Thursday, August 16, 2012

Pildes & Issacharoff: Targeted Warfare: Individuating Enemy Responsibility

Richard H. Pildes (New York Univ. - Law) & Samuel Issacharoff (New York Univ. - Law) have posted Targeted Warfare: Individuating Enemy Responsibility. Here's the abstract:

This Article argues that the legitimacy of the use of military force is undergoing a fundamental but insufficiently appreciated moral and legal transformation. The transformation is this: whereas the traditional practices and laws of war defined “the enemy” in terms of categorical, group-based judgments that turned on status – a person was an enemy not because of any specific actions he himself engaged in, but because he was a member of an opposing army – we are now moving to a world that, implicitly or explicitly, requires the individuation of personal responsibility of specific “enemy” persons before the use of military force is justified. Increasingly, the legitimate use of military force is tied to adjudicative-like judgments about the individual acts and roles of specific “enemy” figures; that is the case whether the force involved is military detention or lethal killing. This transformation transcends the conventional debates about whether terrorism should be treated more like war or crime and is more profound in its implications.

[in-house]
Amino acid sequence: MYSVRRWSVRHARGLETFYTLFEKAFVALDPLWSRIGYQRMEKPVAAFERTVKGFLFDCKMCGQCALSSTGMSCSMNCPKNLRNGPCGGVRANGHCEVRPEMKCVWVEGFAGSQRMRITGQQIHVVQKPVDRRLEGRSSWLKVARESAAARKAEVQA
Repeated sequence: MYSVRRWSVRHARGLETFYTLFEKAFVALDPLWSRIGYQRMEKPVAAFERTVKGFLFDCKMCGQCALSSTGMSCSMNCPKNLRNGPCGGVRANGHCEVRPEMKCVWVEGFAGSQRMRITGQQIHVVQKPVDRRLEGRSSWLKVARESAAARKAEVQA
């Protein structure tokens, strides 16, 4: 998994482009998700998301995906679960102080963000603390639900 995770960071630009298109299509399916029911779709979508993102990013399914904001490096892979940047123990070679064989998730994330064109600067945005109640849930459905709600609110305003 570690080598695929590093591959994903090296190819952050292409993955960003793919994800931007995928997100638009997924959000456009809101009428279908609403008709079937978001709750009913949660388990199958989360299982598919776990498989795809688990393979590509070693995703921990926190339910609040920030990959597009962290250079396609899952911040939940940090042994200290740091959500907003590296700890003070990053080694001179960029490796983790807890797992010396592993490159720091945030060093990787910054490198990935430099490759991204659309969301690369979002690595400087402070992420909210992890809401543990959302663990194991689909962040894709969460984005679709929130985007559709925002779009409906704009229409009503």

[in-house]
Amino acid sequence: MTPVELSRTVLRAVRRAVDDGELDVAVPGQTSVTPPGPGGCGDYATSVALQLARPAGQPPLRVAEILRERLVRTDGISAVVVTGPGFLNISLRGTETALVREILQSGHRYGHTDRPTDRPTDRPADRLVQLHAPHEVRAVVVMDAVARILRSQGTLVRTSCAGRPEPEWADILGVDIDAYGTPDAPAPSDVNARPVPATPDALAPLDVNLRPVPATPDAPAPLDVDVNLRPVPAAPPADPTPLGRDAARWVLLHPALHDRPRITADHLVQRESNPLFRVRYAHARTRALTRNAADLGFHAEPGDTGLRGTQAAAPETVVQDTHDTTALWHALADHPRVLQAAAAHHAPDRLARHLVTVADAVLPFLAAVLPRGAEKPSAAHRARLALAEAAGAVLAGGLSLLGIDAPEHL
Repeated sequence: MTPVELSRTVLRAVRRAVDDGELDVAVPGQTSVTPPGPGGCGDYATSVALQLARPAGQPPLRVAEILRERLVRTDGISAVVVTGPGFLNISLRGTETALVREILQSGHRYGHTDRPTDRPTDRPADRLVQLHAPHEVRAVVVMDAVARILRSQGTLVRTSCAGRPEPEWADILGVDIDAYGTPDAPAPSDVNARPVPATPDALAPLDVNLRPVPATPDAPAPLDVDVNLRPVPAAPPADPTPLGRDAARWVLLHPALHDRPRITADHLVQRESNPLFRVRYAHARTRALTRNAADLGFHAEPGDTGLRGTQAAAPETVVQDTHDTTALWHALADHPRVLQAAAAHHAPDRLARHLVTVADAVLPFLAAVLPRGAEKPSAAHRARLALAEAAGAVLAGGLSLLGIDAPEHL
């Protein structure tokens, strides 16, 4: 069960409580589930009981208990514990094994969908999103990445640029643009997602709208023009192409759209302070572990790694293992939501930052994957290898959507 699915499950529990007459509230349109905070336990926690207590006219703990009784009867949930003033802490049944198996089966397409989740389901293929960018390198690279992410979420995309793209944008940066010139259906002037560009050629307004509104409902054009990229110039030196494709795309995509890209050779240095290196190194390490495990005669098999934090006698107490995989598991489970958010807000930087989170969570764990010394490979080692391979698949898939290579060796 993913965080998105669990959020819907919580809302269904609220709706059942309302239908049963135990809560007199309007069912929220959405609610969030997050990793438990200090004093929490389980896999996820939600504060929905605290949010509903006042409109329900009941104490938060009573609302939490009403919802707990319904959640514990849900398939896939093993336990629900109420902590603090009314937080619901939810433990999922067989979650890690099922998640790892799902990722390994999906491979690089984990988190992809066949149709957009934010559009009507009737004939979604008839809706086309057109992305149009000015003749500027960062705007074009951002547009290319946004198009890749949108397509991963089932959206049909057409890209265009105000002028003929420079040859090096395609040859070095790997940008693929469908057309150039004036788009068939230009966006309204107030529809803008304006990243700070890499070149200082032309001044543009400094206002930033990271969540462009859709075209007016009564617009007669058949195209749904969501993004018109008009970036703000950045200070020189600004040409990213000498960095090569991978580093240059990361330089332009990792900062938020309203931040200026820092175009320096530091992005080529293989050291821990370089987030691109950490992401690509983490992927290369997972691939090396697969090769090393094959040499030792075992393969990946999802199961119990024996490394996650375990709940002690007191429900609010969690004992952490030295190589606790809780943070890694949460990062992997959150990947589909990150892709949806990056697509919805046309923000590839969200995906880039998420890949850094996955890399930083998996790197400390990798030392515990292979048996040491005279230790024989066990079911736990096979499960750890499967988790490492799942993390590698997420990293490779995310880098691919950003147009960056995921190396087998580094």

This readjustment in the basic premises underlying the justified use of military force will have, and is already having, implications for all the institutions involved in the use of military force and in the processes by which decisions are made to use force. For the military, this change will generate pressures to create internal, adjudicative-like processes to ensure accurate, credible judgments about the individual responsibility of particular “enemy” fighters. For the executive, these changes will propel greater engagement in decisions that had previously been more exclusively within the province of the military itself. For the courts, this transformation toward individuated judgments of responsibility will inevitably bring about a greater judicial role in assessing wartime judgments than in the past, as has begin to occur already. These changes are not yet directly reflected (or at least fully reflected) in the formal laws of war, but we anticipate that as these changes embed themselves in the practices of states, especially dominant states, these changes in practice will also eventually come to be embodied in the legal frameworks that regulate the use of force. This Article, after identifying this fundamental transformation as the central factor driving struggles over the proper boundaries of military force, then explores the ramifications of this change for issues like military detention and targeted killings.